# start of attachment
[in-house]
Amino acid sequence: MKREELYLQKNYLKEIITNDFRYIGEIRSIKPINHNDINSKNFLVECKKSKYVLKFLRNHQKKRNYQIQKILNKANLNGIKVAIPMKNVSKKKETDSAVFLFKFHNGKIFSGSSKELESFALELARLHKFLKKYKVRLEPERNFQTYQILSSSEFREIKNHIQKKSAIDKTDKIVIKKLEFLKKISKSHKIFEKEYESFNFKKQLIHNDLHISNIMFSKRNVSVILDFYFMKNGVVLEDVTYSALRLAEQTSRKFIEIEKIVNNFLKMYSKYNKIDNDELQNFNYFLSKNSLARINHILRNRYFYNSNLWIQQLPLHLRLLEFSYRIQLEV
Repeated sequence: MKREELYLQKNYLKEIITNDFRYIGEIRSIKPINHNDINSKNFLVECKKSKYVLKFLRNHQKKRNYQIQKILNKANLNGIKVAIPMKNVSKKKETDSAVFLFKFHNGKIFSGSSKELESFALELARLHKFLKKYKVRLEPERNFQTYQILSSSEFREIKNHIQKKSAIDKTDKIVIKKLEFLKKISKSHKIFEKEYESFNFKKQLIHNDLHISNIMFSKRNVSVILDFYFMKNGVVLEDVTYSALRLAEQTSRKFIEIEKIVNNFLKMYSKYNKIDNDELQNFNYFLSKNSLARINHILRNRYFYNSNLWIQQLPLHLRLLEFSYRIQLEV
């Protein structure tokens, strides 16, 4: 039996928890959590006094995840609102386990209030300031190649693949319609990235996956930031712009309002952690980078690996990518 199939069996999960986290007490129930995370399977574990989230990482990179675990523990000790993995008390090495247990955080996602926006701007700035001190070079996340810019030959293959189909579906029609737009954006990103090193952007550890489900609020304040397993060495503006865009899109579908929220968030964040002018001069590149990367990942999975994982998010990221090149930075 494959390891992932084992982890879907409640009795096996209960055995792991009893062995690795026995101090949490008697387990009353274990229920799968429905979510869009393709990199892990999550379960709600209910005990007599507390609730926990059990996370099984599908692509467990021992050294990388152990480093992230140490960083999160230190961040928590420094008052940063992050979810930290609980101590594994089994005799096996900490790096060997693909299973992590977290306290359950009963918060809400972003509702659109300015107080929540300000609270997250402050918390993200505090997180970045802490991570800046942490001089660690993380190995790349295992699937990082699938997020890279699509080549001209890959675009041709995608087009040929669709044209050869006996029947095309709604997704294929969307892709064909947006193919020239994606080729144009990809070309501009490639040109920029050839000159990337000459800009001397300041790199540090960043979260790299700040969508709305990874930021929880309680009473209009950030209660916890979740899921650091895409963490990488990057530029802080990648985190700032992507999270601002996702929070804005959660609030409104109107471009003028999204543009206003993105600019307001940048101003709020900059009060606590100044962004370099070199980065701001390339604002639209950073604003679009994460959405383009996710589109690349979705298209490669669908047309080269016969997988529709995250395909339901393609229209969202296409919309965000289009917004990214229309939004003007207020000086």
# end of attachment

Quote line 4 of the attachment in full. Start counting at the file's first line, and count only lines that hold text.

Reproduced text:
């Protein structure tokens, strides 16, 4: 039996928890959590006094995840609102386990209030300031190649693949319609990235996956930031712009309002952690980078690996990518 199939069996999960986290007490129930995370399977574990989230990482990179675990523990000790993995008390090495247990955080996602926006701007700035001190070079996340810019030959293959189909579906029609737009954006990103090193952007550890489900609020304040397993060495503006865009899109579908929220968030964040002018001069590149990367990942999975994982998010990221090149930075 494959390891992932084992982890879907409640009795096996209960055995792991009893062995690795026995101090949490008697387990009353274990229920799968429905979510869009393709990199892990999550379960709600209910005990007599507390609730926990059990996370099984599908692509467990021992050294990388152990480093992230140490960083999160230190961040928590420094008052940063992050979810930290609980101590594994089994005799096996900490790096060997693909299973992590977290306290359950009963918060809400972003509702659109300015107080929540300000609270997250402050918390993200505090997180970045802490991570800046942490001089660690993380190995790349295992699937990082699938997020890279699509080549001209890959675009041709995608087009040929669709044209050869006996029947095309709604997704294929969307892709064909947006193919020239994606080729144009990809070309501009490639040109920029050839000159990337000459800009001397300041790199540090960043979260790299700040969508709305990874930021929880309680009473209009950030209660916890979740899921650091895409963490990488990057530029802080990648985190700032992507999270601002996702929070804005959660609030409104109107471009003028999204543009206003993105600019307001940048101003709020900059009060606590100044962004370099070199980065701001390339604002639209950073604003679009994460959405383009996710589109690349979705298209490669669908047309080269016969997988529709995250395909339901393609229209969202296409919309965000289009917004990214229309939004003007207020000086």